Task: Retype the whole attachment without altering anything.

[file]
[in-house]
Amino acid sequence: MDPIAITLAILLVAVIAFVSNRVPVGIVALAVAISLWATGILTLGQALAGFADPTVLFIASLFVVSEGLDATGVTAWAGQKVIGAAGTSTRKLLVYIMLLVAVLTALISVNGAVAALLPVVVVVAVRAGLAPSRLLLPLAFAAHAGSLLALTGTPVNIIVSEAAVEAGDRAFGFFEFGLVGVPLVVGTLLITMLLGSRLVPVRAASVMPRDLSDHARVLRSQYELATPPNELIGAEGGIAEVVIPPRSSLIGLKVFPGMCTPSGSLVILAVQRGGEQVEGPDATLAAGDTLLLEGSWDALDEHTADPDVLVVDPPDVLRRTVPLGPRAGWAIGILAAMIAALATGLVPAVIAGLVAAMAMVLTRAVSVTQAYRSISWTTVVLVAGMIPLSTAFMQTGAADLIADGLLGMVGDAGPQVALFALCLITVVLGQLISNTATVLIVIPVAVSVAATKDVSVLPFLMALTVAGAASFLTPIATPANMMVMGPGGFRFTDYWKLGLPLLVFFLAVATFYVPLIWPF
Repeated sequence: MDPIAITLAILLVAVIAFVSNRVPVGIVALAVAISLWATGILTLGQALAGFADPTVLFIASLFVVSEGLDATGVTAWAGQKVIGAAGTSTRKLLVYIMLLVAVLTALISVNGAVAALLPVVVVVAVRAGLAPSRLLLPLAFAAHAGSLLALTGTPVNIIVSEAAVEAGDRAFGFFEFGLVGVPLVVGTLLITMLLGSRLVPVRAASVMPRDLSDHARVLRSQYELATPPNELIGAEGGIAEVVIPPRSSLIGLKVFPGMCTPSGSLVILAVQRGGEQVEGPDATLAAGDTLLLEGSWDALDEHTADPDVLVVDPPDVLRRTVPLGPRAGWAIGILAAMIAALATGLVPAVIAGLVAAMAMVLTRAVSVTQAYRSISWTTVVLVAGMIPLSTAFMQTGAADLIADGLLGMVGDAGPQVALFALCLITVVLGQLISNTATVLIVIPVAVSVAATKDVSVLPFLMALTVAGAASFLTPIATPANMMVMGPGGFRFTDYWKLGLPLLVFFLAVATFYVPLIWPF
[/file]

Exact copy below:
[in-house]
Amino acid sequence: MDPIAITLAILLVAVIAFVSNRVPVGIVALAVAISLWATGILTLGQALAGFADPTVLFIASLFVVSEGLDATGVTAWAGQKVIGAAGTSTRKLLVYIMLLVAVLTALISVNGAVAALLPVVVVVAVRAGLAPSRLLLPLAFAAHAGSLLALTGTPVNIIVSEAAVEAGDRAFGFFEFGLVGVPLVVGTLLITMLLGSRLVPVRAASVMPRDLSDHARVLRSQYELATPPNELIGAEGGIAEVVIPPRSSLIGLKVFPGMCTPSGSLVILAVQRGGEQVEGPDATLAAGDTLLLEGSWDALDEHTADPDVLVVDPPDVLRRTVPLGPRAGWAIGILAAMIAALATGLVPAVIAGLVAAMAMVLTRAVSVTQAYRSISWTTVVLVAGMIPLSTAFMQTGAADLIADGLLGMVGDAGPQVALFALCLITVVLGQLISNTATVLIVIPVAVSVAATKDVSVLPFLMALTVAGAASFLTPIATPANMMVMGPGGFRFTDYWKLGLPLLVFFLAVATFYVPLIWPF
Repeated sequence: MDPIAITLAILLVAVIAFVSNRVPVGIVALAVAISLWATGILTLGQALAGFADPTVLFIASLFVVSEGLDATGVTAWAGQKVIGAAGTSTRKLLVYIMLLVAVLTALISVNGAVAALLPVVVVVAVRAGLAPSRLLLPLAFAAHAGSLLALTGTPVNIIVSEAAVEAGDRAFGFFEFGLVGVPLVVGTLLITMLLGSRLVPVRAASVMPRDLSDHARVLRSQYELATPPNELIGAEGGIAEVVIPPRSSLIGLKVFPGMCTPSGSLVILAVQRGGEQVEGPDATLAAGDTLLLEGSWDALDEHTADPDVLVVDPPDVLRRTVPLGPRAGWAIGILAAMIAALATGLVPAVIAGLVAAMAMVLTRAVSVTQAYRSISWTTVVLVAGMIPLSTAFMQTGAADLIADGLLGMVGDAGPQVALFALCLITVVLGQLISNTATVLIVIPVAVSVAATKDVSVLPFLMALTVAGAASFLTPIATPANMMVMGPGGFRFTDYWKLGLPLLVFFLAVATFYVPLIWPF